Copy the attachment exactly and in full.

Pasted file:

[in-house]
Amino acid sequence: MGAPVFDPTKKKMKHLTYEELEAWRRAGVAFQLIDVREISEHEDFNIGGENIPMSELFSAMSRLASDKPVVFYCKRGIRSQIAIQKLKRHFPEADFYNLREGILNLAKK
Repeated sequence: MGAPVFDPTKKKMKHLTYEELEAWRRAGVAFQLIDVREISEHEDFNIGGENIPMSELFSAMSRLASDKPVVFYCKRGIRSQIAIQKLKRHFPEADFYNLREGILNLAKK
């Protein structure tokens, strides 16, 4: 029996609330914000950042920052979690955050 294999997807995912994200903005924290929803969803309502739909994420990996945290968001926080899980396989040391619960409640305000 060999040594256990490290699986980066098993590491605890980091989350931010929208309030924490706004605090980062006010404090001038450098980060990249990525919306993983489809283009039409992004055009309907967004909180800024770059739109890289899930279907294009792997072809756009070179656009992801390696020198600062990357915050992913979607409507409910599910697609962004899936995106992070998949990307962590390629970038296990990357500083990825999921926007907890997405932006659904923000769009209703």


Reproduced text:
[in-house]
Amino acid sequence: MGAPVFDPTKKKMKHLTYEELEAWRRAGVAFQLIDVREISEHEDFNIGGENIPMSELFSAMSRLASDKPVVFYCKRGIRSQIAIQKLKRHFPEADFYNLREGILNLAKK
Repeated sequence: MGAPVFDPTKKKMKHLTYEELEAWRRAGVAFQLIDVREISEHEDFNIGGENIPMSELFSAMSRLASDKPVVFYCKRGIRSQIAIQKLKRHFPEADFYNLREGILNLAKK
């Protein structure tokens, strides 16, 4: 029996609330914000950042920052979690955050 294999997807995912994200903005924290929803969803309502739909994420990996945290968001926080899980396989040391619960409640305000 060999040594256990490290699986980066098993590491605890980091989350931010929208309030924490706004605090980062006010404090001038450098980060990249990525919306993983489809283009039409992004055009309907967004909180800024770059739109890289899930279907294009792997072809756009070179656009992801390696020198600062990357915050992913979607409507409910599910697609962004899936995106992070998949990307962590390629970038296990990357500083990825999921926007907890997405932006659904923000769009209703």